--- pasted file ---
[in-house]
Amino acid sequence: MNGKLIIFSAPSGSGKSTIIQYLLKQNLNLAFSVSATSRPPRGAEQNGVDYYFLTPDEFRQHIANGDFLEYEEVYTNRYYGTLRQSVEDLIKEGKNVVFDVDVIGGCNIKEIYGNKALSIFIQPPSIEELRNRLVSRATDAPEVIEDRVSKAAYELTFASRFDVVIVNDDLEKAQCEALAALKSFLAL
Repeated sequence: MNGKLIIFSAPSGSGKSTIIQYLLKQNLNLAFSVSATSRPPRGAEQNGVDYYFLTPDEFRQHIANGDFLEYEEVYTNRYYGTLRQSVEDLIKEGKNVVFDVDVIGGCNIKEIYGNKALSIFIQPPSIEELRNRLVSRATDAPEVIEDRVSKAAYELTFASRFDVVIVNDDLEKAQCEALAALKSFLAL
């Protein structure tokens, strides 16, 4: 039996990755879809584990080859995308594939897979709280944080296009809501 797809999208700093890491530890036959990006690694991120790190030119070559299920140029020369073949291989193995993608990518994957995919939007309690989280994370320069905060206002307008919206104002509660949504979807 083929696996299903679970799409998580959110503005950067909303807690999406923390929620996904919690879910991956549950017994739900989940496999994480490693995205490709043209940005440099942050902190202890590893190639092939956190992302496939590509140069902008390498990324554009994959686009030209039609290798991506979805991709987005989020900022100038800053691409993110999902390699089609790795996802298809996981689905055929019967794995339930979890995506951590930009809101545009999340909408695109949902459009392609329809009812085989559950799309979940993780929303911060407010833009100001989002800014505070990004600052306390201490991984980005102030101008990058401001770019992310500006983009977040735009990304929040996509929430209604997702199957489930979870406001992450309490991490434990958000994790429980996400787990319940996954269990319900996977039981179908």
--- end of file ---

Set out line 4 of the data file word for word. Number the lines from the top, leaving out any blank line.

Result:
């Protein structure tokens, strides 16, 4: 039996990755879809584990080859995308594939897979709280944080296009809501 797809999208700093890491530890036959990006690694991120790190030119070559299920140029020369073949291989193995993608990518994957995919939007309690989280994370320069905060206002307008919206104002509660949504979807 083929696996299903679970799409998580959110503005950067909303807690999406923390929620996904919690879910991956549950017994739900989940496999994480490693995205490709043209940005440099942050902190202890590893190639092939956190992302496939590509140069902008390498990324554009994959686009030209039609290798991506979805991709987005989020900022100038800053691409993110999902390699089609790795996802298809996981689905055929019967794995339930979890995506951590930009809101545009999340909408695109949902459009392609329809009812085989559950799309979940993780929303911060407010833009100001989002800014505070990004600052306390201490991984980005102030101008990058401001770019992310500006983009977040735009990304929040996509929430209604997702199957489930979870406001992450309490991490434990958000994790429980996400787990319940996954269990319900996977039981179908």